It is often said that tax expenditures operate as "spending through the tax code" and often obscure what the true size of government is. With the amount of tax breaks exceeding $1 trillion, that obfuscation has become increasingly important. To clarify things, Donald Marron and Eric Toder of Tax Policy Center have attempted to quantify what government spending would equal if we counted tax expenditures that substitute for spending as outlays in the federal budget.
A difficult question is determining which tax expenditures are truly "spending in the tax code" and which are simply features of the tax code or broad tax structure choices. Normally, tax expenditure analyses count the standard deduction and personal exemptions as part of the tax code rather than tax expenditures. Beyond that, Marron and Toder exclude some tax preferences that they label as structural choices rather than faux-spending. These include:
- Preferential rates and other treatment for long-term capital gains and qualified dividends
- Accelerated depreciation
- Deferral of income for controlled foreign corporations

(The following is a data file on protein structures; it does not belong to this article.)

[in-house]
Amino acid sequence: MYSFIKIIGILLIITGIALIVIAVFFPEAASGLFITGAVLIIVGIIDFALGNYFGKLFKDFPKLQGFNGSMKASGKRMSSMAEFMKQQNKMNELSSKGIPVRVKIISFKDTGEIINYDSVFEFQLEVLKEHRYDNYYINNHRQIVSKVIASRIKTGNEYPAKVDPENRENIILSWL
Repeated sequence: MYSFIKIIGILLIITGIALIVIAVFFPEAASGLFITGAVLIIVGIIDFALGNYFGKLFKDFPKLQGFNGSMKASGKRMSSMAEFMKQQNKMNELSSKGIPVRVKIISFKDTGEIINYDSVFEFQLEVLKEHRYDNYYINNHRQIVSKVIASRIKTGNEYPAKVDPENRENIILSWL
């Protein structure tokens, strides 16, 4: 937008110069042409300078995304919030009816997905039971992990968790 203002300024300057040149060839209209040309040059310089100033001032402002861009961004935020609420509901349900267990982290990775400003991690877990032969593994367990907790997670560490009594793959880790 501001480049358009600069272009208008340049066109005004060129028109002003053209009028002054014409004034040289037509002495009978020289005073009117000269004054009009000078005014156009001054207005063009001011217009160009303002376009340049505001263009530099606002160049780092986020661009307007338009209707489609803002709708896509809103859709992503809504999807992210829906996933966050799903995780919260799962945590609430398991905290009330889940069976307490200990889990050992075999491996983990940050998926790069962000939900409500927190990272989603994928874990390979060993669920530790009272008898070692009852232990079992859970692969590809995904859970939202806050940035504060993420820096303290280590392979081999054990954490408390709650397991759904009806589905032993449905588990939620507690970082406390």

- Retirement savings provisions (which could be said to move the tax code closer to a "consumption tax" rather than representing a particular preference)
- Exclusion of some Social Security benefits from income taxation
What's left? Big ticket items include the mortgage interest deduction, the exclusion for employer-paid health insurance premiums, the charitable deduction, and the Earned Income Tax Credit. These four items alone are estimated to cost over $2 trillion from 2012-2016.
Another difficult question is how to account for various items like premiums or user fees. These items count as negative spending in the federal budget (for example, Medicare premiums net against Medicare spending) instead of revenue. Marron and Toder argue that while the traditional method is appropriate to account for the amount of spending that must be financed by general revenue or borrowing, for the purpose of determining the size of government, it is better to use the gross cost. Nonetheless, they present their measures of government spending both including and excluding user fees and premiums. The chart below is from the report, detailing spending as a percent of GDP in FY 2007 when you include tax expenditures (labelled SLTP or "spending-like tax preferences").
Thus, the report finds that spending would have been shown as 20 percent higher in FY 2007 if the spending-substitute tax expenditures had been accounted in that way and 30 percent higher if offsetting receipts are counted.
In other words, the government might be 6 percent of GDP larger than we think.
Click here to read the full paper.